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Today's Little Lift

    by Jim Bullington

Mourn for Abner (2 Samuel 3.31)
Date Posted: November 16, 2021

Even if you don't know Abner, you probably know the man who ordered others to mourn for him. Our study today will focus on the man who spoke the words, Mourn for Abner. Our study will involve the relationships that surrounded these men and the events which precipitated the order, Mourn for Abner.

“So Joab and Abishai his brother killed Abner, because he had killed their brother Asahel at Gibeon in the battle. Then David said to Joab and to all the people who were with him, 'Tear your clothes, gird yourselves with sackcloth, and mourn for Abner.' And King David followed the coffin. So they buried Abner in Hebron; and the king lifted up his voice and wept at the grave of Abner, and all the people wept. And the king sang a lament over Abner and said: 'Should Abner die as a fool dies? Your hands were not bound Nor your feet put into fetters; As a man falls before wicked men, so you fell.'” (2 Samuel 3.30-34).

One of the unusual things about this event is the fact that Abner was an opponent of David while the man who killed him, Joab, was David's nephew and friend. To be more specific, Joab was the captain of David's army as well as somewhat of a statesman throughout David's reign. Ordinarily one might think that the death of an opponent might be a time of rejoicing, but not so with David. The cruel and lawless manner in which Joab took Abner's life was beyond the pale of decency which David could countenance. For that reason David commanded Joab and all the people with him to “...Tear your clothes, gird yourselves with sackcloth, and mourn for Abner. ” Rather than allow Abner time to revel in the revenge he had obtained, David ordered him to mourn!

A lesser man (maybe a politician by some standards) might have seized the moment and rewarded Joab for his deed, but David did just the opposite. Not only did he order Joab to mourn and tear his garments, David personally took part in the funeral proceedings by following the coffin and singing words eulogizing the fallen man. In his lament, David praised the murdered man, and laid blame at the feet of the murderer. In so doing, David publicly denounced his own kin and separated himself from the ungodly deeds that led to Abner's death.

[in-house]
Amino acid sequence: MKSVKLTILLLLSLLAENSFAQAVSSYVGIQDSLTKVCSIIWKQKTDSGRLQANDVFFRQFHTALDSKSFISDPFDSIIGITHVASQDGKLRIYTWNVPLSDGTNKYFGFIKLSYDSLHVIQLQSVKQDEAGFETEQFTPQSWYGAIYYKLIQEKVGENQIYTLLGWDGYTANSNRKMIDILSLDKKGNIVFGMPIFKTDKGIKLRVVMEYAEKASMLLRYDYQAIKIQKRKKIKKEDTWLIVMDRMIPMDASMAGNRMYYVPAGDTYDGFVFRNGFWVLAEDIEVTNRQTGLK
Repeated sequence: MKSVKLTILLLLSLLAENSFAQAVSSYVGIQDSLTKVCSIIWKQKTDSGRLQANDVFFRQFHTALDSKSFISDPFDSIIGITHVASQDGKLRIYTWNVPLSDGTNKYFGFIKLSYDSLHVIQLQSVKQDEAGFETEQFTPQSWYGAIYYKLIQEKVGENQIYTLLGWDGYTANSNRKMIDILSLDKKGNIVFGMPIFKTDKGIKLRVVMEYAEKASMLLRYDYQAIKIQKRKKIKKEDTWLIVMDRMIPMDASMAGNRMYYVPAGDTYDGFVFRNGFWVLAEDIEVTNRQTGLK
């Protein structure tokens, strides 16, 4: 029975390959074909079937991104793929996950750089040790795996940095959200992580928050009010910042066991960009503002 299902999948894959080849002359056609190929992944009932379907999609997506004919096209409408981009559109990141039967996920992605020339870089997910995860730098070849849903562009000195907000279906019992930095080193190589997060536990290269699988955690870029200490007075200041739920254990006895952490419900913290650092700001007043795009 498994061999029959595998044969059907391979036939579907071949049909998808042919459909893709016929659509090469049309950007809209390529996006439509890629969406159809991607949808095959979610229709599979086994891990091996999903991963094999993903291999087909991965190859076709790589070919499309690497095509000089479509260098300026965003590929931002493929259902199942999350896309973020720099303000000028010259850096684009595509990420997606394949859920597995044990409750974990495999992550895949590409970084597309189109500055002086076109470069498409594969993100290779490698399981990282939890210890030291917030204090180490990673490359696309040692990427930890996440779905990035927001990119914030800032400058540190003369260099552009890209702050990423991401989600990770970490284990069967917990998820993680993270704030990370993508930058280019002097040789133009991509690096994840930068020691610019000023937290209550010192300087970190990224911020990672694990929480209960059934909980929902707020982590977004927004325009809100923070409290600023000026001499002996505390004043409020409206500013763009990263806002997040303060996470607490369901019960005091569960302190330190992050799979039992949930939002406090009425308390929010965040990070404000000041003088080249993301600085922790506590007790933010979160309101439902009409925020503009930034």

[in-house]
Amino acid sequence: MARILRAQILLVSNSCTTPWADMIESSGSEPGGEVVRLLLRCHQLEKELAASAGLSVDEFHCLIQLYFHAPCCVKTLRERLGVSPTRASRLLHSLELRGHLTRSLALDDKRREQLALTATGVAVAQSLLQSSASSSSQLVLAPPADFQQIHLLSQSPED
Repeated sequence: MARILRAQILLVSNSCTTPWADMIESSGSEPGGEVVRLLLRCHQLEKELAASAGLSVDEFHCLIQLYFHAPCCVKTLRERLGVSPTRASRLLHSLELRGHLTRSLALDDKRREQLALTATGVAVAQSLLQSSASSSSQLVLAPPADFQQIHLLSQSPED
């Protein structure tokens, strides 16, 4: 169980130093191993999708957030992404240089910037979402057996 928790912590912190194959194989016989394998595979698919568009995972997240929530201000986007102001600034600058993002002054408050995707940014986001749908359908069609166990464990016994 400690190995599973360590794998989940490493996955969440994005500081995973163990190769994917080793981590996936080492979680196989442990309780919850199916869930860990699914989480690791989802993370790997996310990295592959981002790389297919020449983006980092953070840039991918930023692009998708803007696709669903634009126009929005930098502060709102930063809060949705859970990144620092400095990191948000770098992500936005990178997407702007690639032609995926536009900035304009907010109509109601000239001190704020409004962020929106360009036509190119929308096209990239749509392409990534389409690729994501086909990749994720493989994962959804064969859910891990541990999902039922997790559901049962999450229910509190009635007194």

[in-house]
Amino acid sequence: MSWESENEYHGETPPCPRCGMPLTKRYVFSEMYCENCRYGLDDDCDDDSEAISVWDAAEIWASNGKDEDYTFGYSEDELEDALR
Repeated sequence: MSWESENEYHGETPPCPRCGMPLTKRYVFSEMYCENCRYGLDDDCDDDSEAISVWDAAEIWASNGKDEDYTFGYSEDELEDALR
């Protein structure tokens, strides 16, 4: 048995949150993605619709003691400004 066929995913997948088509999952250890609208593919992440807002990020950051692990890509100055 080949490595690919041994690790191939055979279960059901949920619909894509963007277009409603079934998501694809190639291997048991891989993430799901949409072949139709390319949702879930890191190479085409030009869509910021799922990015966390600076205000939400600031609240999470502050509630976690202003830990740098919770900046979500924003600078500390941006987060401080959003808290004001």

David was, as every Bible student knows, not without his own flaws. His duty as King should have been not only to chastise Joab, but to see that justice was done in the matter. However, rather than to take charge of the matter and bring Joab up on charges, he was content to merely say, “Do you not know that a prince and a great man has fallen this day in Israel? And I am weak today, though anointed king; and these men, the sons of Zeruiah, are too harsh for me. The LORD shall repay the evildoer according to his wickedness.” (2 Samuel 3.38-39). In essence, David turned the matter over to God and charged Him with the responsibility of sorting it all out! He was honest in his statement (I am weak today and The sons of Zeruiah are too harsh for me), but he was wrong in neglecting his duty as Israel's rightful ruler.

There are many great moral lessons in this story, some of which we will mention as we close. One lesson is that revenge never evens a score; it just marks up another one! Another lesson is that two wrongs never make a right; even if Abner's deeds were evil against Joab's brother, he had no right to seek personal revenge against him. A third and final point is this: Men of greatness such as David are not typically great in every respect; we all have chinks in our armor and must be on constant guard against the temptations that come our way. Mourning for Abner means mourning for our own weaknesses!

Questions:

1. Why did David order Joab to mourn? Why didn't he let him enjoy the sweet revenge that he had just obtained?

2. What impact would David's actions have had on the people had he praised Joab for his cowardly deed?

3. Why did David not take the matter to the courts so that Joab could be tried and punished?

4. What character traits of David can you detect from these events? Which are positive and which are negative?

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Biography Information:
Jim Bullington - A Christian writer whose insight into the scriptures is reflected in practical application lessons in every article. The reader will find that the Bible speaks directly to him/her through these articles. God is always exalted and His word is treated with the utmost respect in this column.
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